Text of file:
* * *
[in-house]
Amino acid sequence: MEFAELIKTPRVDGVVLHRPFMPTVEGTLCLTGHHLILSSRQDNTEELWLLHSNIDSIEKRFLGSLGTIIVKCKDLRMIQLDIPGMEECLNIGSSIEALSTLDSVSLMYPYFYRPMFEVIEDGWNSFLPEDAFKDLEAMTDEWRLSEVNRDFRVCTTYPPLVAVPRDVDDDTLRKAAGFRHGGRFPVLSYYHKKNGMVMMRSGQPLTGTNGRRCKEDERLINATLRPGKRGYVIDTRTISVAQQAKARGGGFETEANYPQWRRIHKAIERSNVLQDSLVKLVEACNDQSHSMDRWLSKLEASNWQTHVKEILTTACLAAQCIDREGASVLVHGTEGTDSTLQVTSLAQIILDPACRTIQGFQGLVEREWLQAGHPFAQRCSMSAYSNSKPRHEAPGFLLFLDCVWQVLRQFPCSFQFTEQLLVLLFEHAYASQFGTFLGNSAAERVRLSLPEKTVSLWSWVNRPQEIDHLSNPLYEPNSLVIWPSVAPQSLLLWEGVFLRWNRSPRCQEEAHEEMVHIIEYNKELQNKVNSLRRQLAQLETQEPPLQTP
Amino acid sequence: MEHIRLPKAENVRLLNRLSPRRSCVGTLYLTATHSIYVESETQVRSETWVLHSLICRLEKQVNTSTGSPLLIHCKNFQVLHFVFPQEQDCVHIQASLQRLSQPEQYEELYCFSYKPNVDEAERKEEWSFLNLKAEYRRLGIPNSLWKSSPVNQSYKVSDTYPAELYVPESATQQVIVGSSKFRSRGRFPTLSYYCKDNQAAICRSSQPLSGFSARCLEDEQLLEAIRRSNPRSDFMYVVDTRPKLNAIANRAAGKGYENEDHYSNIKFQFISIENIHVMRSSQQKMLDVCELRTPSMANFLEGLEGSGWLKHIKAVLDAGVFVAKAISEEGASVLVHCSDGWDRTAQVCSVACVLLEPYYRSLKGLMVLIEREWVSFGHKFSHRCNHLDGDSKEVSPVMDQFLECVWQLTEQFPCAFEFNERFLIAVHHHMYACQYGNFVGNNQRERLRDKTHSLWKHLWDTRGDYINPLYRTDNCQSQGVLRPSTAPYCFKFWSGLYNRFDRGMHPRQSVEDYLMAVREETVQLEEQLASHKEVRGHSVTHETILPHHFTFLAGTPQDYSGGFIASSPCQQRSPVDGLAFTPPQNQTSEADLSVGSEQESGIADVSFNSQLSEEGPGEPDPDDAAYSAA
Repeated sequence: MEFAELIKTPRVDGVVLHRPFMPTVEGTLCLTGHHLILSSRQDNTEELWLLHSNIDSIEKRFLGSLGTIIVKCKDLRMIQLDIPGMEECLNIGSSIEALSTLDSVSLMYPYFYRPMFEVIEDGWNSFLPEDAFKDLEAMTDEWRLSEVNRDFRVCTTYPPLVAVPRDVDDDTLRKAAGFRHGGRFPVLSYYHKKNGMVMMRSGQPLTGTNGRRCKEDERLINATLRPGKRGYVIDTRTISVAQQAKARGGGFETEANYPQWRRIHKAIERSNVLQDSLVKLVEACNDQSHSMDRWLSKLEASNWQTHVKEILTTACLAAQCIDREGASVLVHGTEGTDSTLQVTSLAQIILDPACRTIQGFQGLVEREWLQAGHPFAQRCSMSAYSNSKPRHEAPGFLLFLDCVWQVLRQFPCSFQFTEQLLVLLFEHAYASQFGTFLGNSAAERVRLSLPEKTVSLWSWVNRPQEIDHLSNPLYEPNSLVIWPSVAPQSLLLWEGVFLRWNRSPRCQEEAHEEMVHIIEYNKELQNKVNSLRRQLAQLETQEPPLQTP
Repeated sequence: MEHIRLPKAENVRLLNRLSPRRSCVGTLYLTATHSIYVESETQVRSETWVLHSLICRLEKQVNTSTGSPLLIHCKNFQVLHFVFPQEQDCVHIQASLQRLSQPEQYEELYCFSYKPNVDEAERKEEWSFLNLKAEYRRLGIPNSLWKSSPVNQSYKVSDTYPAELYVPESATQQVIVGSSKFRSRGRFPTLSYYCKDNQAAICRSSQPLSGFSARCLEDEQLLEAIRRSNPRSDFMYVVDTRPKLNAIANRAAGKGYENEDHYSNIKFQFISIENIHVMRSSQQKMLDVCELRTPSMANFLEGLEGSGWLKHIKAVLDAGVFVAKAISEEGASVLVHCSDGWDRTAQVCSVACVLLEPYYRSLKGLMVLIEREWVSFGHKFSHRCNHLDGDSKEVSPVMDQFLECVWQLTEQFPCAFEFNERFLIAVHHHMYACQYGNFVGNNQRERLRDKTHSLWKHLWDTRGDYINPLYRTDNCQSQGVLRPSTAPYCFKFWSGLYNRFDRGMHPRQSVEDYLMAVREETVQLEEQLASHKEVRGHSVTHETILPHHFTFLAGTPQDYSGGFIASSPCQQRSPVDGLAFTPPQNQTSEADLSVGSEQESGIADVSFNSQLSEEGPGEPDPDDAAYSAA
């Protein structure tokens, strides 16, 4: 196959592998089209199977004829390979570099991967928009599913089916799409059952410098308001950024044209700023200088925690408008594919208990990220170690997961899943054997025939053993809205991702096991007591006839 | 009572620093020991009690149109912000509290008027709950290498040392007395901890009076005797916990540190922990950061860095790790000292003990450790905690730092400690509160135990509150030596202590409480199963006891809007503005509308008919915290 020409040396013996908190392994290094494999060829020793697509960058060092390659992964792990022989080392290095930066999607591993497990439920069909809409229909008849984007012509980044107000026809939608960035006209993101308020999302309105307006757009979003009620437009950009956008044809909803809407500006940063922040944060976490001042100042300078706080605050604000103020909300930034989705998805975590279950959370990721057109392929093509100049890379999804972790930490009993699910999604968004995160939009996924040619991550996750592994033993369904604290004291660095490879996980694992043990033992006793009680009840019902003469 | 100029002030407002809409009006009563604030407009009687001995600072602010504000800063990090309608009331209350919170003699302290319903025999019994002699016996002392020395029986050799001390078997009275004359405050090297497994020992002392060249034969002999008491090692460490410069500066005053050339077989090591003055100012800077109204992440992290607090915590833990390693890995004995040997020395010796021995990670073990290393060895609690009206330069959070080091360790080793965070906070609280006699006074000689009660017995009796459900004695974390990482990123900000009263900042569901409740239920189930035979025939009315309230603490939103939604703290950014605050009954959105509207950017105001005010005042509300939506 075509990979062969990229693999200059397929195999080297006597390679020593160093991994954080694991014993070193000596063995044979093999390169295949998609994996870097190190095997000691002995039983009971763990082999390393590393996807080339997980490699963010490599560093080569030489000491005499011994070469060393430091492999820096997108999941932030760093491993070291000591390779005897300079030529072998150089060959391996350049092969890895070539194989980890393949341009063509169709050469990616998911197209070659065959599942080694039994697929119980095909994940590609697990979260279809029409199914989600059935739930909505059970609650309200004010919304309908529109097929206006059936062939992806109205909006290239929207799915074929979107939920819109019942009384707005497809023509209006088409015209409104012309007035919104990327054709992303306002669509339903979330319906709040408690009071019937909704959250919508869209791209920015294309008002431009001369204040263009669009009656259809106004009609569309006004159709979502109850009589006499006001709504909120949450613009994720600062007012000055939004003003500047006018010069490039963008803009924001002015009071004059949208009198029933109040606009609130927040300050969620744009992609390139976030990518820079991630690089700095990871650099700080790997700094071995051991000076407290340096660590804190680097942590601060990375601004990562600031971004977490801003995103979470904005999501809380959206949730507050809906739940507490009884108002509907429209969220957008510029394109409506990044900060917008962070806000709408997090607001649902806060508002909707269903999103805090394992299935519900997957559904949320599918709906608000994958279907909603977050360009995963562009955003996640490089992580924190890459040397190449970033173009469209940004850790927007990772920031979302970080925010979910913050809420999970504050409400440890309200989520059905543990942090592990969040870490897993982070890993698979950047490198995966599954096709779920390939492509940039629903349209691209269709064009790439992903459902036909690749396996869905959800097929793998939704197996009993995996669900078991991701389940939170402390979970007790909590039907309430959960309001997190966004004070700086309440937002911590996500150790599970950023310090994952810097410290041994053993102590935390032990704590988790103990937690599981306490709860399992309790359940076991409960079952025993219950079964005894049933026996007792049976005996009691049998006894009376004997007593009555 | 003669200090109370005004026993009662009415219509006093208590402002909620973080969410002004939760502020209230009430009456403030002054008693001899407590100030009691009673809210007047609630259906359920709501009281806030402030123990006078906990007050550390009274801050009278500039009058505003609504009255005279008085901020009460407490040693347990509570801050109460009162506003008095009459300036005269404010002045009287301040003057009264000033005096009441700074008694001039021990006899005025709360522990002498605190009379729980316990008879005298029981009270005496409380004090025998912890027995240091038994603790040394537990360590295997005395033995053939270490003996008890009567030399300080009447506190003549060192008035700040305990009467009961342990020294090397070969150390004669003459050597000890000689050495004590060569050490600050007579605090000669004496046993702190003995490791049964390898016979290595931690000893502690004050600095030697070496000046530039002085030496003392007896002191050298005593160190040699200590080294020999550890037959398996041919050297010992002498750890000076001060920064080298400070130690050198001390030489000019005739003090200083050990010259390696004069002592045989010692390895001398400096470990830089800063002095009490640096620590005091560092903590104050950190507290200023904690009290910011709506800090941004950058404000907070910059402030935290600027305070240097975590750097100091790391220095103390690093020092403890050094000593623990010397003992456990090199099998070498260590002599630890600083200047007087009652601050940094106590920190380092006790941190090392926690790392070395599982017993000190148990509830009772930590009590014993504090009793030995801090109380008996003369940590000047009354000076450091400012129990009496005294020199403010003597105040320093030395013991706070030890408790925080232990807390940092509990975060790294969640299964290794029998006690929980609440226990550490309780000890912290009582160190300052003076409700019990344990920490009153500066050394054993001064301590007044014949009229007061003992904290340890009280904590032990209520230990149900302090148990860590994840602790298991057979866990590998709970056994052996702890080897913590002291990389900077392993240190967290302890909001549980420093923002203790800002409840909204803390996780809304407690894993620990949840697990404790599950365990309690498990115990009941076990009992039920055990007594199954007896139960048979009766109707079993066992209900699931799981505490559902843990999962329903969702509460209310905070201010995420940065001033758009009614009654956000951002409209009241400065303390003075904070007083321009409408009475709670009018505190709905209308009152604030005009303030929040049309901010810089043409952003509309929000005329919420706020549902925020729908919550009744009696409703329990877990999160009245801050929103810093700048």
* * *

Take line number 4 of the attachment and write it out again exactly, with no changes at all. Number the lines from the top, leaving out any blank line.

Repeated sequence: MEFAELIKTPRVDGVVLHRPFMPTVEGTLCLTGHHLILSSRQDNTEELWLLHSNIDSIEKRFLGSLGTIIVKCKDLRMIQLDIPGMEECLNIGSSIEALSTLDSVSLMYPYFYRPMFEVIEDGWNSFLPEDAFKDLEAMTDEWRLSEVNRDFRVCTTYPPLVAVPRDVDDDTLRKAAGFRHGGRFPVLSYYHKKNGMVMMRSGQPLTGTNGRRCKEDERLINATLRPGKRGYVIDTRTISVAQQAKARGGGFETEANYPQWRRIHKAIERSNVLQDSLVKLVEACNDQSHSMDRWLSKLEASNWQTHVKEILTTACLAAQCIDREGASVLVHGTEGTDSTLQVTSLAQIILDPACRTIQGFQGLVEREWLQAGHPFAQRCSMSAYSNSKPRHEAPGFLLFLDCVWQVLRQFPCSFQFTEQLLVLLFEHAYASQFGTFLGNSAAERVRLSLPEKTVSLWSWVNRPQEIDHLSNPLYEPNSLVIWPSVAPQSLLLWEGVFLRWNRSPRCQEEAHEEMVHIIEYNKELQNKVNSLRRQLAQLETQEPPLQTP